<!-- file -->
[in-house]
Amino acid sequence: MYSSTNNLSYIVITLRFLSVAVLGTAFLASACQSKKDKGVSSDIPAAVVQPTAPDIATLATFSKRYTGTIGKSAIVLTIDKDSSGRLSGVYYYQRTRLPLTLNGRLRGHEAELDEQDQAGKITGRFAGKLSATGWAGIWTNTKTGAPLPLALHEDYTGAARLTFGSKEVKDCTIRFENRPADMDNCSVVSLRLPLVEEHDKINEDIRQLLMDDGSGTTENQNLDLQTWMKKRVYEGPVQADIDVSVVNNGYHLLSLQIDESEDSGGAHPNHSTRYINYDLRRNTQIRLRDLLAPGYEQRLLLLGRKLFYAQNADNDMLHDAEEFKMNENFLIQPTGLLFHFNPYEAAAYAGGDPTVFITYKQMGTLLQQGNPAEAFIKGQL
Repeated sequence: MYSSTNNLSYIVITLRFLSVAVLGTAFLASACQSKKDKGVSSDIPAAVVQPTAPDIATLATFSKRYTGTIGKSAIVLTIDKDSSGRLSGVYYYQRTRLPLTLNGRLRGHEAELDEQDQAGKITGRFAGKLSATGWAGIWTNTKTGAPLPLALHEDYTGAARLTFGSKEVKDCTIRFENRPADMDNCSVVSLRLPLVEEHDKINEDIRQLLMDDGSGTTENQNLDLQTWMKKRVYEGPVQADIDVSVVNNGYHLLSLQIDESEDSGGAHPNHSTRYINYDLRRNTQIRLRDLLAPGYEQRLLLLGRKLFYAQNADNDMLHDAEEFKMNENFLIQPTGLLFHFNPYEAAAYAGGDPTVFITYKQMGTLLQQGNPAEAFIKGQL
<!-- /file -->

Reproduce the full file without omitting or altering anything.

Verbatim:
[in-house]
Amino acid sequence: MYSSTNNLSYIVITLRFLSVAVLGTAFLASACQSKKDKGVSSDIPAAVVQPTAPDIATLATFSKRYTGTIGKSAIVLTIDKDSSGRLSGVYYYQRTRLPLTLNGRLRGHEAELDEQDQAGKITGRFAGKLSATGWAGIWTNTKTGAPLPLALHEDYTGAARLTFGSKEVKDCTIRFENRPADMDNCSVVSLRLPLVEEHDKINEDIRQLLMDDGSGTTENQNLDLQTWMKKRVYEGPVQADIDVSVVNNGYHLLSLQIDESEDSGGAHPNHSTRYINYDLRRNTQIRLRDLLAPGYEQRLLLLGRKLFYAQNADNDMLHDAEEFKMNENFLIQPTGLLFHFNPYEAAAYAGGDPTVFITYKQMGTLLQQGNPAEAFIKGQL
Repeated sequence: MYSSTNNLSYIVITLRFLSVAVLGTAFLASACQSKKDKGVSSDIPAAVVQPTAPDIATLATFSKRYTGTIGKSAIVLTIDKDSSGRLSGVYYYQRTRLPLTLNGRLRGHEAELDEQDQAGKITGRFAGKLSATGWAGIWTNTKTGAPLPLALHEDYTGAARLTFGSKEVKDCTIRFENRPADMDNCSVVSLRLPLVEEHDKINEDIRQLLMDDGSGTTENQNLDLQTWMKKRVYEGPVQADIDVSVVNNGYHLLSLQIDESEDSGGAHPNHSTRYINYDLRRNTQIRLRDLLAPGYEQRLLLLGRKLFYAQNADNDMLHDAEEFKMNENFLIQPTGLLFHFNPYEAAAYAGGDPTVFITYKQMGTLLQQGNPAEAFIKGQL